Schismatic African priests want a pope to call their own

NAIROBI, KENYA — Schismatic Roman Catholic priests, who left the church to claim their right to marry, are now asking … Continued

NAIROBI, KENYA — Schismatic Roman Catholic priests, who left the church to claim their right to marry, are now asking for an “African pope” to lead them.

The priests say they regret their former church is “allergic” to change. They believe priestly celibacy is neither rooted in the teachings of Jesus nor in the work of his apostles, who were married. And they insist celibacy does not work in an African context.

Former Zambian Archbishop Emmanuel Milingo who married a Korean acupuncturist in a 2001 celebration sponsored by the Unification Church and presided by its late founder, the Rev. Sun Myung Moon, serves as “African patriarch” of a number of church groups affiliated with his movement.

Milingo was excommunicated in 2006 for consecrating four married priests as bishops. Later, he founded a group called “Married Priests Now!”

Since then, the number of priests leaving the church to marry and rear children has grown. There are an estimated 300,000 members affiliated with Milingo’s movement across Africa.

The group, loosely known as the “Reformed Catholic Churches,” resembles the Catholic Church in belief and ritual and is led by young clerics, many of whom were educated in Vatican-approved seminaries before leaving to form their own congregations.

The fledgling group has churches in Kenya, Ghana, Nigeria, Uganda, Zambia, and South Africa, according to Bishop Peter Njogu, a former Catholic priest, now married, and working in Kenya.

“We respect Pope Francis and pray for him, but we are not Roman Catholics,” said Njogu. “We want a leader similar to the pontiff who will understand our situation. That leader has to be an African.”

The Milingo case shocked and embarrassed the Catholic Church when at age 71 he broke his vow and married Maria Sung, a 43-year-old Korean woman.

Following his marriage, Pope John Paul II summoned him to the Vatican, where he promised not to see his wife anymore.

After the separation, his wife, Sung went on a hunger strike in protest. They reunited in 2006.

Milingo’s marriage gave a global dimension to the calls for married priests, and led dozens of clergy to come forward and reveal their secret marriages and families.

Angry at the betrayal, Catholic bishops expelled priests associated with the rebels and strongly warned Catholics against them.

In marrying, the priests believe they are Africanizing Christianity. They are also open to shunned practices such as polygamy and women’s leadership, said Njogu.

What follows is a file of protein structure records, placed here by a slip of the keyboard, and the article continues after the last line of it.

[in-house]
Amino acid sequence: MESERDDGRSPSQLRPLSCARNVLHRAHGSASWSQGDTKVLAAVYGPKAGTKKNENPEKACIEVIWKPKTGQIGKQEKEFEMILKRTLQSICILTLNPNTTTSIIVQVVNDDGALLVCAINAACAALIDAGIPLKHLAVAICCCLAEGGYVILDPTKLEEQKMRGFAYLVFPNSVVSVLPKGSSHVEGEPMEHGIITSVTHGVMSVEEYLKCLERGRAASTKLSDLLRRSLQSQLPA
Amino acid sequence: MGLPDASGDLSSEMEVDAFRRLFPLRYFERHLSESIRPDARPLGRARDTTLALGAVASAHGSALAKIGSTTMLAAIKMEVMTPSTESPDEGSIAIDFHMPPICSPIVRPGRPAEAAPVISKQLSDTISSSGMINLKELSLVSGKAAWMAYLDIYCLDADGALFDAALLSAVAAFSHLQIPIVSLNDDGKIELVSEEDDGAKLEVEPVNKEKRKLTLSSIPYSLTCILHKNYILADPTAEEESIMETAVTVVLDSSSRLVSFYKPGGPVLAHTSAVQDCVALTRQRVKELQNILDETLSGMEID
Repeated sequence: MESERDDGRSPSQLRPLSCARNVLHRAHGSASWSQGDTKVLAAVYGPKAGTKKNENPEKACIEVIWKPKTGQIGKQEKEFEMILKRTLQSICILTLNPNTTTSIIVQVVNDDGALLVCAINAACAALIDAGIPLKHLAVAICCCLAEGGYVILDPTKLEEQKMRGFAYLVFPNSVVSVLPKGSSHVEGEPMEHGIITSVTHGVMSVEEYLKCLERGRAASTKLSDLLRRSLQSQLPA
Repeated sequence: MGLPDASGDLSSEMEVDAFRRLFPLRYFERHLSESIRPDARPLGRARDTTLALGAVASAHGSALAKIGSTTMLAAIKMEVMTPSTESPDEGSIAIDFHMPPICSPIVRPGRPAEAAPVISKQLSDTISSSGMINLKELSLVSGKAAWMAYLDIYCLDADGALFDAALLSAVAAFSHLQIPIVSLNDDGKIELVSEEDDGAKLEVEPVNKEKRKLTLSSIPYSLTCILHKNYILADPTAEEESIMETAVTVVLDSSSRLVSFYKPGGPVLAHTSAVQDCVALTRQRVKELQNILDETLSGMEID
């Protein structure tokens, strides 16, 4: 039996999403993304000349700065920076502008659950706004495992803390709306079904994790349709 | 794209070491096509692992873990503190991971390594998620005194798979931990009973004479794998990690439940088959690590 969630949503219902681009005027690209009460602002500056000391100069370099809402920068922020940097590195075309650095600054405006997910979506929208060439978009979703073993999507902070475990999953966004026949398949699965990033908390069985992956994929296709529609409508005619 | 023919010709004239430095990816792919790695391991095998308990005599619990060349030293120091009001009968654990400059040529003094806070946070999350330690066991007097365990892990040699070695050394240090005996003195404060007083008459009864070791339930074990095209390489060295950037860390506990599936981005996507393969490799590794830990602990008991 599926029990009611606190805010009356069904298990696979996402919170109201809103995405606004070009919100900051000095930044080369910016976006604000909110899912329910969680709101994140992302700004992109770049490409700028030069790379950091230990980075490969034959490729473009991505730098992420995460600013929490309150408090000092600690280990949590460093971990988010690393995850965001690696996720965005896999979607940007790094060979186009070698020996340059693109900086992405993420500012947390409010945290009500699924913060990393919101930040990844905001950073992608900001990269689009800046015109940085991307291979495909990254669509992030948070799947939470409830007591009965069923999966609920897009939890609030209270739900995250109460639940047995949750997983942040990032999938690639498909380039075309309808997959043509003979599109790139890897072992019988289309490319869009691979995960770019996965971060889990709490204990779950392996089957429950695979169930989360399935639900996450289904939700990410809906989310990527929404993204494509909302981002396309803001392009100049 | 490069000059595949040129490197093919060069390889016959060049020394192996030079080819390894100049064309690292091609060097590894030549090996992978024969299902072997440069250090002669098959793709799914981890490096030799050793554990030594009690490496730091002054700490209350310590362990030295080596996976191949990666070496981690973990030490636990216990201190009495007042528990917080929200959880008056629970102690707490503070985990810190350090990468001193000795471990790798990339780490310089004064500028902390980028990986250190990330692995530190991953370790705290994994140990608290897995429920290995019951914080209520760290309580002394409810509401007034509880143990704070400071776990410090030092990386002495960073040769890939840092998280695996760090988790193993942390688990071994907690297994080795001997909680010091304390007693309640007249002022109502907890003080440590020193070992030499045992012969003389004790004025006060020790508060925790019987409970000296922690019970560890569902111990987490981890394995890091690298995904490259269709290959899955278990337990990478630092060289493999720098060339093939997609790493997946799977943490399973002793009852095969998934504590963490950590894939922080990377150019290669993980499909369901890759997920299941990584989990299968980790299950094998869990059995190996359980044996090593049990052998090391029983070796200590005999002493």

“We must realize, for example, the lack of children is the worst evil for man in the African tradition,” said Njogu who teaches comparative theology at Kenya Methodist University.

In 2011, Njogu established the Restored Universal Apostolic Church. The same year he was installed the church’s bishop by Milingo in a ceremony attended by 15 other married priests. Within two years, RUAC had more than 3,000 members in Kenya alone.

Njogu now serves as the chairman of eight rebel Kenyan priests who have been enthroned as bishops of churches they founded after being expelled from the Roman Catholic Church. Their independent churches are affiliated with Milingo and include 80 former Roman Catholic priests and an estimated 30,000 members, some priests said.

“Every Sunday, we see new people coming to our churches,” Njogu said. “They come voluntarily and want to become our members. I think this is the future of Christianity.”

Njogu, like many in the movement, believes celibacy is too onerous a vow.

“The young priests find it very difficult to stay celibate, and many are in favor of marriage,” he said. “When a priest is married, he is able to serve the church better. This also makes their lives easier.”

Bishop Mark Kambalazaza, a former Malawian Roman Catholic priest who formed Charismatic Redeemed Ministries International, said many priests who take the vow of celibacy live with mistresses.

He thinks the Vatican should allow priests to choose whether to remain celibate. He hopes Pope Francis can change the law.

“This is the perspective in the Anglican and the Greek Orthodox churches,” said Kambalazaza, referring to the practice of married priests in those churches. “The church is called to make an analysis on all these issues and decide appropriately, if it is to remain true to its calling.”

In March this year, the Rev. Anthony Musaala, a Ugandan Catholic priest, shocked the church when he wrote a letter published in the Ugandan press saying that many bishops and priests in the country had failed the celibacy test.

Musaala was immediately suspended for urging open and frank dialogue about priests marrying.

“My forecast is that we will have a few more years of Catholic self-deception, perhaps 10, telling ourselves and the world that everything is OK, nothing serious,” he wrote in the letter. “Then the scandals will surface.”

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